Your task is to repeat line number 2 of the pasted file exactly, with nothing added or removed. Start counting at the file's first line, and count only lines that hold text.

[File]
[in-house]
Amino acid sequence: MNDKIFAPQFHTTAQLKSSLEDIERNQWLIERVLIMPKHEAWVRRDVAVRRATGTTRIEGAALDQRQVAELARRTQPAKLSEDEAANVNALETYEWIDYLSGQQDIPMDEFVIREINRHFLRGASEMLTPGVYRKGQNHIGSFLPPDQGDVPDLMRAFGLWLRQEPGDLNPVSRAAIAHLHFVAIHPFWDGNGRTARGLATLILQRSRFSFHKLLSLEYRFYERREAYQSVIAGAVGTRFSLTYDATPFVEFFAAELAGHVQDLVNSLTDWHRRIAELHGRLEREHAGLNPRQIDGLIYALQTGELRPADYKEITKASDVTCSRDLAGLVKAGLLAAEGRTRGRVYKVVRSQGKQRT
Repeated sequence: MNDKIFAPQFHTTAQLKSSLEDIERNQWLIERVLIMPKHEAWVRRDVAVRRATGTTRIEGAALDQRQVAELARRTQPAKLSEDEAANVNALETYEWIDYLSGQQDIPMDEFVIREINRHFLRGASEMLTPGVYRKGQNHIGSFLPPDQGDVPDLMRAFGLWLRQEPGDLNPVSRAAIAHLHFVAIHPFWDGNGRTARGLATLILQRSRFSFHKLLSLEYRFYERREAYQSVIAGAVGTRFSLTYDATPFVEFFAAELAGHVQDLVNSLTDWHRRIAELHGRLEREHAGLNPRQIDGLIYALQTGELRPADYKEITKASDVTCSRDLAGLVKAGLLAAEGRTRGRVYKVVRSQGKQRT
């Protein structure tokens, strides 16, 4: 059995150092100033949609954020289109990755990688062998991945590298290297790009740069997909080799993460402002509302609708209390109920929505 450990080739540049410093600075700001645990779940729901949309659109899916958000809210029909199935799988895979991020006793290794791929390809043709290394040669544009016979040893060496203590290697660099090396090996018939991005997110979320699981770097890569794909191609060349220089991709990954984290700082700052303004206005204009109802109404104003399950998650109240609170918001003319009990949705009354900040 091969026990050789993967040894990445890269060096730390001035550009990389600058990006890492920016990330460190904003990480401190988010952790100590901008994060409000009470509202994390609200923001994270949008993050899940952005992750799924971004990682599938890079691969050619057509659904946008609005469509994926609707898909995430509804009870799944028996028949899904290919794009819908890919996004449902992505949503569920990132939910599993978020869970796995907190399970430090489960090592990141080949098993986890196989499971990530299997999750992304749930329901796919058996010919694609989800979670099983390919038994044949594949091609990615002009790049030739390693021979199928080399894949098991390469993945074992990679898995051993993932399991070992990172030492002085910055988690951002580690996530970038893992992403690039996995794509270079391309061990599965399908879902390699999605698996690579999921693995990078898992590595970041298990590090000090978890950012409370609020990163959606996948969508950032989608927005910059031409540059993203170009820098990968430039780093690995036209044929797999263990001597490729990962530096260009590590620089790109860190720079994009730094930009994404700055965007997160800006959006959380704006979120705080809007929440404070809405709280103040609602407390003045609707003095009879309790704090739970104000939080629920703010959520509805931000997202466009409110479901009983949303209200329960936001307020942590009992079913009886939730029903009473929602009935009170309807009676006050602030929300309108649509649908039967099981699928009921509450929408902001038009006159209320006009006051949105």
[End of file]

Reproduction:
Amino acid sequence: MNDKIFAPQFHTTAQLKSSLEDIERNQWLIERVLIMPKHEAWVRRDVAVRRATGTTRIEGAALDQRQVAELARRTQPAKLSEDEAANVNALETYEWIDYLSGQQDIPMDEFVIREINRHFLRGASEMLTPGVYRKGQNHIGSFLPPDQGDVPDLMRAFGLWLRQEPGDLNPVSRAAIAHLHFVAIHPFWDGNGRTARGLATLILQRSRFSFHKLLSLEYRFYERREAYQSVIAGAVGTRFSLTYDATPFVEFFAAELAGHVQDLVNSLTDWHRRIAELHGRLEREHAGLNPRQIDGLIYALQTGELRPADYKEITKASDVTCSRDLAGLVKAGLLAAEGRTRGRVYKVVRSQGKQRT